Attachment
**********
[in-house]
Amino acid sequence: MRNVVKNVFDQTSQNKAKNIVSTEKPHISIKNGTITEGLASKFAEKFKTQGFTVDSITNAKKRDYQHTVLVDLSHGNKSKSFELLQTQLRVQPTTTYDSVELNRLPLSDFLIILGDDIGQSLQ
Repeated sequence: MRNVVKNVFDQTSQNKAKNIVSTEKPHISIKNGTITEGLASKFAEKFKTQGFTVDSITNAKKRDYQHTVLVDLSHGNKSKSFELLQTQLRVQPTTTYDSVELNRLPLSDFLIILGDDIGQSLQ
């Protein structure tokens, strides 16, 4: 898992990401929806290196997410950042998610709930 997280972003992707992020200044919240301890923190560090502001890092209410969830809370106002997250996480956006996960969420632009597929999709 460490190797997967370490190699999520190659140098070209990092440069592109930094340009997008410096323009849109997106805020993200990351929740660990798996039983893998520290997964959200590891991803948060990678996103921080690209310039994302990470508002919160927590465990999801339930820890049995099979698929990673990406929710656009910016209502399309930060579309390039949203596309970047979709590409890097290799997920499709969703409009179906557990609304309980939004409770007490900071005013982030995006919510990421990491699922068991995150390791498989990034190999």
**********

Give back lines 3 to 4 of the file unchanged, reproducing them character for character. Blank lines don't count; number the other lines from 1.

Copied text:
Repeated sequence: MRNVVKNVFDQTSQNKAKNIVSTEKPHISIKNGTITEGLASKFAEKFKTQGFTVDSITNAKKRDYQHTVLVDLSHGNKSKSFELLQTQLRVQPTTTYDSVELNRLPLSDFLIILGDDIGQSLQ
């Protein structure tokens, strides 16, 4: 898992990401929806290196997410950042998610709930 997280972003992707992020200044919240301890923190560090502001890092209410969830809370106002997250996480956006996960969420632009597929999709 460490190797997967370490190699999520190659140098070209990092440069592109930094340009997008410096323009849109997106805020993200990351929740660990798996039983893998520290997964959200590891991803948060990678996103921080690209310039994302990470508002919160927590465990999801339930820890049995099979698929990673990406929710656009910016209502399309930060579309390039949203596309970047979709590409890097290799997920499709969703409009179906557990609304309980939004409770007490900071005013982030995006919510990421990491699922068991995150390791498989990034190999």